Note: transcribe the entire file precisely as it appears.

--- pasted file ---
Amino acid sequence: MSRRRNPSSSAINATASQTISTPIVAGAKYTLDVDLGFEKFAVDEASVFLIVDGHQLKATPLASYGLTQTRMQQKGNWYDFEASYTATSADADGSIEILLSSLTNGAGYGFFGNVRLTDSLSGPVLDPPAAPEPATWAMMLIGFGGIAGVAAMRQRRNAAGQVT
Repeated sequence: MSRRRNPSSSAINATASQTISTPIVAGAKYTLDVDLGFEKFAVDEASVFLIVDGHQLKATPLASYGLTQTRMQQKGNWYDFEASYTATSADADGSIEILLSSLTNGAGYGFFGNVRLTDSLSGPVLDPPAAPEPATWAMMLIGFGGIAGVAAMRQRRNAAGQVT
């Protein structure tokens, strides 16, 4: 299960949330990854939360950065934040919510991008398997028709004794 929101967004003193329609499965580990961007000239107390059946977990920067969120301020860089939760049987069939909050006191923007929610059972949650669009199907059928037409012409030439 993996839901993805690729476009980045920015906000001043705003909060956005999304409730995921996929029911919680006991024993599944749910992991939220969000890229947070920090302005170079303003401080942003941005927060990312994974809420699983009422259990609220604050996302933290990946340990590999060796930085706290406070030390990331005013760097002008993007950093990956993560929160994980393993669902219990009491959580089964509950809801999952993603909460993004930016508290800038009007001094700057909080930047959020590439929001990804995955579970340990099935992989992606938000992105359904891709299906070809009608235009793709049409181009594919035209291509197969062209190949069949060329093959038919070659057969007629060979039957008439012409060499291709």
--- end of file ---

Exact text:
Amino acid sequence: MSRRRNPSSSAINATASQTISTPIVAGAKYTLDVDLGFEKFAVDEASVFLIVDGHQLKATPLASYGLTQTRMQQKGNWYDFEASYTATSADADGSIEILLSSLTNGAGYGFFGNVRLTDSLSGPVLDPPAAPEPATWAMMLIGFGGIAGVAAMRQRRNAAGQVT
Repeated sequence: MSRRRNPSSSAINATASQTISTPIVAGAKYTLDVDLGFEKFAVDEASVFLIVDGHQLKATPLASYGLTQTRMQQKGNWYDFEASYTATSADADGSIEILLSSLTNGAGYGFFGNVRLTDSLSGPVLDPPAAPEPATWAMMLIGFGGIAGVAAMRQRRNAAGQVT
């Protein structure tokens, strides 16, 4: 299960949330990854939360950065934040919510991008398997028709004794 929101967004003193329609499965580990961007000239107390059946977990920067969120301020860089939760049987069939909050006191923007929610059972949650669009199907059928037409012409030439 993996839901993805690729476009980045920015906000001043705003909060956005999304409730995921996929029911919680006991024993599944749910992991939220969000890229947070920090302005170079303003401080942003941005927060990312994974809420699983009422259990609220604050996302933290990946340990590999060796930085706290406070030390990331005013760097002008993007950093990956993560929160994980393993669902219990009491959580089964509950809801999952993603909460993004930016508290800038009007001094700057909080930047959020590439929001990804995955579970340990099935992989992606938000992105359904891709299906070809009608235009793709049409181009594919035209291509197969062209190949069949060329093959038919070659057969007629060979039957008439012409060499291709």